Children may break these social communication rules as they are learning, however some children have a lot of problems with these types of rules and situations. This is common with children with Autism and children with a social communication disorder. Children with social communication difficulties may have trouble with conversation and making friends.
A speech pathologist is able to help children with social communication problems. They can assess these skills, and help your child learn how to use language with different people in different situations.
For more information about our speech pathology services please contact Tracey on 9274 7062.
Georgina Klimaitis

Speech Pathologist

11 Mar 2018

BY: admin

Speech Pathologist

Comments: No Comments

Stuttering – What is it?

There are many misconceptions about what stuttering is. Stuttering is a speech disorder consisting of unwanted disruption of the normal rhythm of fluency of speech defined by repetitions of sounds, words or phrases (e.g. “I-I-I want”, “but-but mum!”, prolongations or the drawing out of sounds (e.g. mmmmmum!), as well as blocking resulting in the inability to produce a word – getting ‘stuck’.

Stuttering is NOT caused by parents 
Stuttering is NOT caused by anxiety or stress (Although stress can increase the stutter, it is not the cause)
People who stutter are NOT nervous or shy.
Stuttering is NOT learnt by imitating a family member’s speech.
Stuttering is NOT caused by a low IQ.

Early intervention is very important as children can overcome stuttering but they will need help.

Please call Tracey on 9274 7062 or more information about how our speech pathology services can help children with stuttering.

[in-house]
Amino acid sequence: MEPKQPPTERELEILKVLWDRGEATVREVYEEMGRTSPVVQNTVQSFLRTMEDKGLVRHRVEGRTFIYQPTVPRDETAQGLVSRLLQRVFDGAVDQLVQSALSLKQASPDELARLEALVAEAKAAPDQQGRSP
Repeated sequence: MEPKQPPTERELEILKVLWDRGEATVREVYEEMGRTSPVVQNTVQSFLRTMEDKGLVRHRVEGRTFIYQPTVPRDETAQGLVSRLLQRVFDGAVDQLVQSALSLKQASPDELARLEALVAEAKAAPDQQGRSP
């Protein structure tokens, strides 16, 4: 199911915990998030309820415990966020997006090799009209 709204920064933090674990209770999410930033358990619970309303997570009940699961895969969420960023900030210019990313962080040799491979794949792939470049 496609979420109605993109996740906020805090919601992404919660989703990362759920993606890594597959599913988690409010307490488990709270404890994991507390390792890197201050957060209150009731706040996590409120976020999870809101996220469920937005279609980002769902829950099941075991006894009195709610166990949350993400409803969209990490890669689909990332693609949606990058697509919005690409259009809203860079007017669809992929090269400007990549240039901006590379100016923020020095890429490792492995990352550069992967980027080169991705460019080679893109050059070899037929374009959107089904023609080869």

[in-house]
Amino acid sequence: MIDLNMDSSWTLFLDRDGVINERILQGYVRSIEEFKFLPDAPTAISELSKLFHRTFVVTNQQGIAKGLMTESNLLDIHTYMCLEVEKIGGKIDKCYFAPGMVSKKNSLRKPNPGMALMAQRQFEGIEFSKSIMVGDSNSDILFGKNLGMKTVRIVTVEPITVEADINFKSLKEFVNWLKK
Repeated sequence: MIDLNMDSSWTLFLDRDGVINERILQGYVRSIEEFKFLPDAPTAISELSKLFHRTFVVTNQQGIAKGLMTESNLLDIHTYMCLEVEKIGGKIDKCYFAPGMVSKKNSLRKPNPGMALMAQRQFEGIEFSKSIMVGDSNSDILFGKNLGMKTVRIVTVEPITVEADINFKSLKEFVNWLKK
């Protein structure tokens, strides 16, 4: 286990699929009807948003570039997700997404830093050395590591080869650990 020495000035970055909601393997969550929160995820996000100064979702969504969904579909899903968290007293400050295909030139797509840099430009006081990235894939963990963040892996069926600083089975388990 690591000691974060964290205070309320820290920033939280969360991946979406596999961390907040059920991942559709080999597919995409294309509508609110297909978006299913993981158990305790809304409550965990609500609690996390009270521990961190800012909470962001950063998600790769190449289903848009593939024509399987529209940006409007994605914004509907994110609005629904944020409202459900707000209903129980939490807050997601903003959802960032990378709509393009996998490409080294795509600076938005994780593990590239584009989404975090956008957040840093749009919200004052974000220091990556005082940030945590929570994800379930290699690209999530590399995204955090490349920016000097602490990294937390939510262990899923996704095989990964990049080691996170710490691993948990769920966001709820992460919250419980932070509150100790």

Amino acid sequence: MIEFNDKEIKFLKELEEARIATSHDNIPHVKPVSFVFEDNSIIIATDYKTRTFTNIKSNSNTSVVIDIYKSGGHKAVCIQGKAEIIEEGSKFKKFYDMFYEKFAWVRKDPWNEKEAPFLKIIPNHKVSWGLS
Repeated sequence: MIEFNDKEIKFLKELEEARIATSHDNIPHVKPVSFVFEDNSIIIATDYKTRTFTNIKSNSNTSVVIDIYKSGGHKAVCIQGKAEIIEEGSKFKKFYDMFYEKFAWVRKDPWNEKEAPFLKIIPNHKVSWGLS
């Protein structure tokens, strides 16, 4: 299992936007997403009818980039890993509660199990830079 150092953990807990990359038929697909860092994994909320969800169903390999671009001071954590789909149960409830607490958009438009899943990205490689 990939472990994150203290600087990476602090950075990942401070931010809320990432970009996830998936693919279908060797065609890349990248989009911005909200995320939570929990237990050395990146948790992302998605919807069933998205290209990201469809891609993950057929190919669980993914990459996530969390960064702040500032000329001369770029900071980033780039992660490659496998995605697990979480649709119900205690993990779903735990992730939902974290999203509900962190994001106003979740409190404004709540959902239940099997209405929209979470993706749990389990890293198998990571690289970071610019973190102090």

Georgina Klimaitis
Speech Pathologist

04 Feb 2018

BY: admin

Speech Pathologist

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Phonological Awareness and Literacy

Phonological Awareness (PA) skills are crucial for children when they begin learning to read and spell.

PA skills are also known as pre-literacy skills that children develop in Kindergarten and Pre-Primary in preparation for higher reading and writing demands of Year One.

During this time children learn to differentiate sounds in phrases and words. They learn to clap out the sounds in words (syllables), identify the letters and sounds in the alphabet, learn about rhyming words, identifying sounds within words, and begin to blend sounds together.

These skills are crucial for a child beginning to learn to the read and write.Teachers are usually the first to spot whether children are struggling in this area. So they are a great place to start if you have any concerns.

Speech pathologists are often able to assist both in terms of helping children develop PA skills and broader language skills. Best time to help children develop these skills is in the early years.

Please call Tracey (Reception) on 9274 7062 if you would like to know more about our Speech Pathology services in the Centre.